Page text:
From the Artistic Director about Violet
This production marks the Broadway debut ofViolet, and a long-awaited one at that. When the show made its debut off-Broadway in 1997, it ran for only four weeks, but with the help of a cult-favorite cast recording, its reach went far beyond that short appearance in New York. The musical has since been performed all over the country, from regional theatres to college campuses, with its vibrant score conjuring the sounds of the American South of the 1960s and continually earning the piece new devotees.
Those fans have been clamoring to see Violet get its due on Broadway, and I'm thrilled that Roundabout has the opportunity to fulfill that wish. It may be a chamber musical with a relatively small cast, but the themes are so big in both scope and impact that a larger stage feels absolutely right. This chance to revive Violet also gave its creators the opportunity to revisit the text and make changes that have been on their minds for years. Both Jeanine and Brian originally envisioned Violet as a musical without an intermission, and they are returning to that idea now. I think you'll agree that something feels very right about getting on that Greyhound bus with Violet at the beginning of her journey in North Carolina and sticking with her all the way through to the end. It allows for an uninterrupted bond with the character that is wonderfully impactful.
Bringing Violet back now also gives us a chance to reexamine the show's message of self-acceptance in a new light. It's easy to think that believing in ourselves is just a cliché, but it's a lesson that many people find impossible to learn. The character of Violet is haunted each and every day by the disfiguring scar on her face (which is left to the audience's imagination, a theatrical choice that I think is fantastic). Her journey is driven by the need to fix herself and attain the physical perfection that has eluded her. For Violet, the only choice is to seek out a faith healer, but today our options are endless, and so is the pursuit of them. Between surgeries and injections and creams and dyes and workouts, the pressure to "fix" ourselves physically is at a high. It makes Violet's journey all the more powerful now, when the temptation to trade self-acceptance in for self-improvement is all around us.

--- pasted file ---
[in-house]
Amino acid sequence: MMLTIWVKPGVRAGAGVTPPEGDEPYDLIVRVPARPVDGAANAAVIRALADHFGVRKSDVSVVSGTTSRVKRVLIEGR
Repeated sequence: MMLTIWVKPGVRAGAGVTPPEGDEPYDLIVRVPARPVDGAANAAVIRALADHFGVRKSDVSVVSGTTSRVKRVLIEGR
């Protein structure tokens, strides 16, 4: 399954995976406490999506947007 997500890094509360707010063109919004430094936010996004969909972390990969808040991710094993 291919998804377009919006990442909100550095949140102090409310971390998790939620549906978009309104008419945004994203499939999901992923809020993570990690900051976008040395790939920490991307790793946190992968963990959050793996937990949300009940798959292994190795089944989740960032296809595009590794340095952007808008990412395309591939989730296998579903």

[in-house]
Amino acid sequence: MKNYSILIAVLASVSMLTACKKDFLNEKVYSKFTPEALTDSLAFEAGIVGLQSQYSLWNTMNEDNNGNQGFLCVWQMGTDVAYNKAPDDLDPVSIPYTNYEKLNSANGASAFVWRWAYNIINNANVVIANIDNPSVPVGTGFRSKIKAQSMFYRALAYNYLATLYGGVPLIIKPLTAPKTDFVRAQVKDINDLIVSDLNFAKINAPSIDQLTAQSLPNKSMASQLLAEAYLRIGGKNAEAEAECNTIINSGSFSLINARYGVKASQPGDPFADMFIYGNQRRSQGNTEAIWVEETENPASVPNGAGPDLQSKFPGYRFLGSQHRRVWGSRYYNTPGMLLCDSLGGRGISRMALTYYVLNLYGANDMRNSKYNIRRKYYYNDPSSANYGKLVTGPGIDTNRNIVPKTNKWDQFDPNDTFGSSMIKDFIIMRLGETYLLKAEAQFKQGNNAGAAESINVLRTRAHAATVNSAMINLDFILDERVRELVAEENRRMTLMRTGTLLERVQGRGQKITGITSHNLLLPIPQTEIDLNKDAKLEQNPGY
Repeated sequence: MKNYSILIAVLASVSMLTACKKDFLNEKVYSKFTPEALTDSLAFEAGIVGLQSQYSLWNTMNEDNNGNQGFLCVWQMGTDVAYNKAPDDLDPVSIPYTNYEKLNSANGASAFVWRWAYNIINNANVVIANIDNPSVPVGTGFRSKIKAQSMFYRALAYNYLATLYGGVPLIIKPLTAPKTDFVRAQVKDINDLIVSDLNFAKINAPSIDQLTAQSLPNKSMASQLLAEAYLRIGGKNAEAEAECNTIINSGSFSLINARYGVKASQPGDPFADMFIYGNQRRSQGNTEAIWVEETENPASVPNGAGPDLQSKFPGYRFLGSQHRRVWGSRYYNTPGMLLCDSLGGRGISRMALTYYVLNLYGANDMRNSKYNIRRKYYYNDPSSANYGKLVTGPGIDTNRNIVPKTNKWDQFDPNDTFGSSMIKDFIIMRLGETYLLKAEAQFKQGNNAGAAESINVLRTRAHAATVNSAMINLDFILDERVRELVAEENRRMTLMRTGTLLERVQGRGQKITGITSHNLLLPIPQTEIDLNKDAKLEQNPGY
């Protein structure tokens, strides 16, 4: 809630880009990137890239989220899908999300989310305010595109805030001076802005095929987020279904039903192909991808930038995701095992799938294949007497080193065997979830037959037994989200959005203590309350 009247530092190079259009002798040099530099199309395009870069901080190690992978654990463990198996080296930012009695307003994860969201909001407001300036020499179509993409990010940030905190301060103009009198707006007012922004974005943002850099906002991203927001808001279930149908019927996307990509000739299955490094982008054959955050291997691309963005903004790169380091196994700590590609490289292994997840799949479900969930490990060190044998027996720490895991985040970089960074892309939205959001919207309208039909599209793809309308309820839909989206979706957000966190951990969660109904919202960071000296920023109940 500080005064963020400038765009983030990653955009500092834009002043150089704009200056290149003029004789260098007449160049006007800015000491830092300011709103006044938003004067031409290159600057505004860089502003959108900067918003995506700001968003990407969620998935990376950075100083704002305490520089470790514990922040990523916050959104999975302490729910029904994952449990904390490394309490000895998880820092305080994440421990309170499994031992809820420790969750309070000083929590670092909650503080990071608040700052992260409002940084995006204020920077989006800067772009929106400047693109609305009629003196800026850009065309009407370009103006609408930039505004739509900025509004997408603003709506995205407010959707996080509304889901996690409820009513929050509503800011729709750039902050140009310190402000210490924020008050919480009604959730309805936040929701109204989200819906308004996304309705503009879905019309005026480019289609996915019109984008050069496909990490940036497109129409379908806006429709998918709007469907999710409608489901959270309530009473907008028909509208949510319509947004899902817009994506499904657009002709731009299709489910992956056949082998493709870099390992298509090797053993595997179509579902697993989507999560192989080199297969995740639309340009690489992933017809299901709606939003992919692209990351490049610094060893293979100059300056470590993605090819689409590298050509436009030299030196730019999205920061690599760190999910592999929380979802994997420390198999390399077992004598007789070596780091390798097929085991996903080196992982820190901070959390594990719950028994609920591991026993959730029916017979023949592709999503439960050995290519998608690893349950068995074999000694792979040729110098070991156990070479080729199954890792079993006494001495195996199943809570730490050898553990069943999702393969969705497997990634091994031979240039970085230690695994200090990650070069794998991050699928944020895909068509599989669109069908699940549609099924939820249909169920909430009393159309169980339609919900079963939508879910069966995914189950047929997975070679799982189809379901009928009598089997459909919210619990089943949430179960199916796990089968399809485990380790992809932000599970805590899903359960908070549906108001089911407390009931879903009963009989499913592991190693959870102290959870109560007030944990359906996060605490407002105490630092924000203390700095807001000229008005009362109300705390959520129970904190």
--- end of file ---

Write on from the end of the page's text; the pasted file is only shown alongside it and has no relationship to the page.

Of course, another major reason to be doing Violet is Sutton Foster. Sutton became a beloved member of the Roundabout family with Anything Goes, and I've been eager to have her back with us ever since. She's an incredible artist, and there is something about the combination of her talent and Jeanine Tesori's music that is truly special (if you saw her Tony-winning performance inThoroughly Modern Millie, you certainly know what I mean). The role of Violet fits Sutton like a glove, and I cannot wait for you to see her.
Violet is a lively, deeply-felt, exciting musical, and I hope that you enjoy its Broadway debut. As always, I invite you to share your thoughts with me by firstname.lastname@example.org. Your feedback is always helpful to me.
I look forward to seeing you at the theatre!
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